The book describes his initial break as a lead actor and his swift rise to become a superstar, first in China and then across the world. Jackie Chan wistfully remembers his godfathers who gave him that break and a free hand in creating action sequences the way he liked them to be.

Jackie Chan also writes about his marriage and his child. This is where the pain is evident. Jackie makes it obvious that he has neglected his family for long, especially his son. From the chapters on his family, it made me feel that there is still an unspoken tension between Jackie Chan and his son. The imperfect portrait of a star who has “more dollars than sense” is kind of heart-breaking. According to the book, Jackie Chan does not know how to read and write. But then after his unbelievable success as an international movie star he hasn’t felt the need to.

…I do regret not learning to read and write or do math. When I grew up and went to America to make movies, everyone was using credit cards, but I couldn’t possibly. At the time, you had to fill out a credit card slip to pay for things, and I didn’t know how to write. Every time I signed my name, it looked different. Store clerks would compare the signature on the slip with the one on the card and didn’t believe they matched…Currently, I have an unlimited black card in my wallet and could buy a jet plane with it. It’s blank without a signature.

But I did feel that underneath the friendly nature and the ever-smiling face, there is a semi-dark egotistical human being. His extravagant shopping sprees and his seemingly childish revenges (on the sales girl who ignored him when he wasn’t well off, and his friend who swindled him of 3million dollars) are just two examples. But does that reduce me love for Jackie Chan? Not a bit. Maybe it is a cultural thing and I’m definitely not the right person to judge him for his flaws.

And what introspection of Jackie Chan would be complete without his jaw-dropping stunts, both for the audience and for him? He mentions in the book that there is probably not a single place in his body that hasn’t been wounded during the action sequences of his movies. One of the ugliest ones was his jump onto a tree in Armour of God, where effectively fractured his skull with blood gushing out of his ears and nose. Today at the age of 63, he keeps on making movies and entertaining people through his antics. But deep within, he probably knows that he has abused his body more than he should have.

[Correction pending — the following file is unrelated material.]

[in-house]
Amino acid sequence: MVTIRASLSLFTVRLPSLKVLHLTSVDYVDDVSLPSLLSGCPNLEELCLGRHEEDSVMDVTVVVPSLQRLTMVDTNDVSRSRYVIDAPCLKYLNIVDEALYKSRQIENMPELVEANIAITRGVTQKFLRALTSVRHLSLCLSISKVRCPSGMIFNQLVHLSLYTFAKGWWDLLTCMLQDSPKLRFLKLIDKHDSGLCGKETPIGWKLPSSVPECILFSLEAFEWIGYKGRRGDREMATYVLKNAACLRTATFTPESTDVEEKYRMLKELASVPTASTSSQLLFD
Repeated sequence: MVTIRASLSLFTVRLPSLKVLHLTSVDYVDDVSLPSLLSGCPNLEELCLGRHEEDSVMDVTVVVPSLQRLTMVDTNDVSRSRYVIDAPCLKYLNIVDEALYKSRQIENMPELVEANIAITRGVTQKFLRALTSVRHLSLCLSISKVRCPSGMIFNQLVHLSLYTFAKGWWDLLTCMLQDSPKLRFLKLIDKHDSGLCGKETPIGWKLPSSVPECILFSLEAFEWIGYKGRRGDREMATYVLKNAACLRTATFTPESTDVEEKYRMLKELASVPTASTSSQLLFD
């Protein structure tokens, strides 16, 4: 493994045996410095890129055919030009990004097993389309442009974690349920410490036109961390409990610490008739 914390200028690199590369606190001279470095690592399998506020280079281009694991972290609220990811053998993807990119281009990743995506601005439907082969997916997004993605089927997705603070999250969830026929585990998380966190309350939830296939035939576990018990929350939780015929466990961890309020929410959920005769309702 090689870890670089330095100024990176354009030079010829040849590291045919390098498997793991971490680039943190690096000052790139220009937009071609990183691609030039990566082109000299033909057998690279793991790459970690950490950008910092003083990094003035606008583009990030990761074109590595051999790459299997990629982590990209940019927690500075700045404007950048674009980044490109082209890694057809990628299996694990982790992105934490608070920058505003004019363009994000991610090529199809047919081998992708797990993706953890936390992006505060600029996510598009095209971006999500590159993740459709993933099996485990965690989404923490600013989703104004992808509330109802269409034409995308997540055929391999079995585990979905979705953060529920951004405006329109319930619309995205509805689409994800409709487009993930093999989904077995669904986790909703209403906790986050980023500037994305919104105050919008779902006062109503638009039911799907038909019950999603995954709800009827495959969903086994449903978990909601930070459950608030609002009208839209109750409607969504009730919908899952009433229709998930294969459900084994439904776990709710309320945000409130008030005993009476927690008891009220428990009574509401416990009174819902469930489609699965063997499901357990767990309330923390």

My ankle joint pops out of its socket all the time, even when I’m just walking around, and I’ll have to pop it back in. My leg sometimes gets dislocated when I’m showering. For that one, I need my assistant to help me click it back in.

It is evident that through his journey, initially in the Chinese film industry and then in Hollywood, Jackie Chan has learnt a lot. It is this learning attitude that the book brings out nicely. At the end of the book the veteran Jackie Chan has two pointed appeals. One to the Chinese film industry to keep on learning from the West, and incorporating the best film making techniques into the beautiful tales from the East. The second appeal is for the national treasures of countries to be restored safely into the country of origin, helping preserve the ancient culture and dignity of those relics. Apparently, his movie Chinese Zodiac was an effort towards the same, and it did result in the return of some of such Chinese relics.

The book is peppered with classic Chinese philosophy, right from the way the Chinese prefer to raise their children, to their approaches to work and life. And it is clear that Jackie Chan does not want to be seen as the perfect movie star, husband or father, and he makes it evident that he learnt as he grew old.

I liked the memoir for its honest outlook about a flawed yet likeable human being. After all, who among us is perfect? Pick this book up to find out what lies beyond the two hours of carefully edited screen time of a movie, the pain and the passion that goes into making a Jackie Chan masterpiece.